An overarching challenge in the development of supramolecular sensor systems is to enhance their sensitivity, which commonly involves the synthesis of refined receptors with increased affinity to the analyte. We show that a dramatic sensitivity increase by 1-2 orders of magnitude can be achieved by encapsulating supramolecular chemosensors inside liposomes and exposing them to a pH gradient across the lipid bilayer membrane. This causes an imbalance of the influx and efflux rates of basic and acidic analytes leading to a significantly increased concentration of the analyte in the liposome interior. The utility of our liposome-enhanced sensors was demonstrated with various host-dye reporter pairs and sensing mechanisms, and we could easily increase the sensitivity towards multiple biologically relevant analytes, including the neurotransmitters serotonin and tryptamine.
Liposome Interior Lipid Bilayer Membrane Development Of Sensor Systems Orders Of Magnitude Basic Analytes Influx Rates Supramolecular Systems Development Of Systems Supramolecular Chemosensors Supramolecular Sensor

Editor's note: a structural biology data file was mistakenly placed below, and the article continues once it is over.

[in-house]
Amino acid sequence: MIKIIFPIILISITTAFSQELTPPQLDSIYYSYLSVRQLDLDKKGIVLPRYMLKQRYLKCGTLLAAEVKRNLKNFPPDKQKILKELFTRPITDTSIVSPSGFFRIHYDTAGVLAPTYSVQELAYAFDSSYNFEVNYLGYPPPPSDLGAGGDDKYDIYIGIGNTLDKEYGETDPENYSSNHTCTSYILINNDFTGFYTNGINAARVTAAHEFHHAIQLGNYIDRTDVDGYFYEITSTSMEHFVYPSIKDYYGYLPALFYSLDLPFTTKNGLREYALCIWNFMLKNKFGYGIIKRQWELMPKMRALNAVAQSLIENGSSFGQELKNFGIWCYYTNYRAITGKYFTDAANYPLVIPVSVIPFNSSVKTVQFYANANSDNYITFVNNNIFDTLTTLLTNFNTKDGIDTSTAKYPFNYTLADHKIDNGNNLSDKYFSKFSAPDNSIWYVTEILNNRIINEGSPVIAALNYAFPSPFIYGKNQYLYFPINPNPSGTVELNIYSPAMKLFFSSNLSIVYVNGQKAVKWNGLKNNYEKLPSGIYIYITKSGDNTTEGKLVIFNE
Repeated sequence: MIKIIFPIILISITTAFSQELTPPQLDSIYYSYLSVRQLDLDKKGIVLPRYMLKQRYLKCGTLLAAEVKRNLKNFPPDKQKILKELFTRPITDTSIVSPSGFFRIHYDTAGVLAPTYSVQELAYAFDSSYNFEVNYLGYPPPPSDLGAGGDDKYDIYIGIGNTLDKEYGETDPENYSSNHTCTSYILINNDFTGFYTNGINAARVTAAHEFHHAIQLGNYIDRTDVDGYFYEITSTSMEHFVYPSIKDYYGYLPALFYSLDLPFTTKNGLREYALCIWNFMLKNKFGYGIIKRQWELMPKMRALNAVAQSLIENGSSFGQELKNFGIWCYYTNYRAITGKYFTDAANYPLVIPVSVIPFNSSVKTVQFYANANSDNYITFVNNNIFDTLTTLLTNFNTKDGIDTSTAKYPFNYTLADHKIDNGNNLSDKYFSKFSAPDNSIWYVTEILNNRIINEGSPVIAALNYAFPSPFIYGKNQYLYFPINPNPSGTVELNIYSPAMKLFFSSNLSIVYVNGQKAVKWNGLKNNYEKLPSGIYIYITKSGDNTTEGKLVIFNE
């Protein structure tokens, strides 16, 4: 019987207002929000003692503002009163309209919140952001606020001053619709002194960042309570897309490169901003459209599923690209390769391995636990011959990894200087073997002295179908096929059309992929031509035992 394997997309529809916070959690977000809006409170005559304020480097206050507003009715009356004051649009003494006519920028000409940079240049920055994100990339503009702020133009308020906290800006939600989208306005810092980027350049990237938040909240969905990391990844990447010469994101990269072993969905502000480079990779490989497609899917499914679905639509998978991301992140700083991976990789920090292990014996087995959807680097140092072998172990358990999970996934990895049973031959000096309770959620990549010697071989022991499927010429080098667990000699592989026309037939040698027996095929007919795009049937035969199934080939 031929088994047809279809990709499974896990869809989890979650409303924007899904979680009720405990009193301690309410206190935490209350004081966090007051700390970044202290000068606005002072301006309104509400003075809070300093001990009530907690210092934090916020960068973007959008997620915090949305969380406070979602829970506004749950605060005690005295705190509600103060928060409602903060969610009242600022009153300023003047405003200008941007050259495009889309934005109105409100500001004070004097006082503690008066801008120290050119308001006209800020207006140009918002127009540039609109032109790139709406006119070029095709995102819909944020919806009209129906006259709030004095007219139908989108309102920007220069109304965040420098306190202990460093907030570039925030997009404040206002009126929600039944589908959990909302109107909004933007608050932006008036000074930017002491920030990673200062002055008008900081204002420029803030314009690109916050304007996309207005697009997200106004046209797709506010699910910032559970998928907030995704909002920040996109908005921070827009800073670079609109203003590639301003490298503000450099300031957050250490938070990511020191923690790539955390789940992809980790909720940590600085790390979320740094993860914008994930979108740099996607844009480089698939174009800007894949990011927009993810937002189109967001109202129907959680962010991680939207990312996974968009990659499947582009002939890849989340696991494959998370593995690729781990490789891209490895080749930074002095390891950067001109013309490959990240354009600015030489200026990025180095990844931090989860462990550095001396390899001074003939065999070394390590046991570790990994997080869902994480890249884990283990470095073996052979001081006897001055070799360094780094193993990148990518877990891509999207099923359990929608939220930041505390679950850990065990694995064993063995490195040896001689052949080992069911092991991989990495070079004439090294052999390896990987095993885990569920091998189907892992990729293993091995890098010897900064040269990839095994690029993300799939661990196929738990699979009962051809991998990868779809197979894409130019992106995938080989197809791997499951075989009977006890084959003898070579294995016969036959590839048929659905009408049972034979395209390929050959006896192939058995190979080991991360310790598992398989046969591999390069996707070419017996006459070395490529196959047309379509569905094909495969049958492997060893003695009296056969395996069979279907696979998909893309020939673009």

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Round-ups are the summaries of handpicked papers around trending topics published every week. These would enable you to scan through a collection of papers and decide if the paper is relevant to you before actually investing time into reading it.
Climate change Research Articles published between Nov 21, 2022 to Nov 27, 2022
Nov 28, 2022
Articles Included: 2
No potential conflict of interest was reported by the authors. The conception and design of the study, acquisition of data, analysis and interpretatio...Read More
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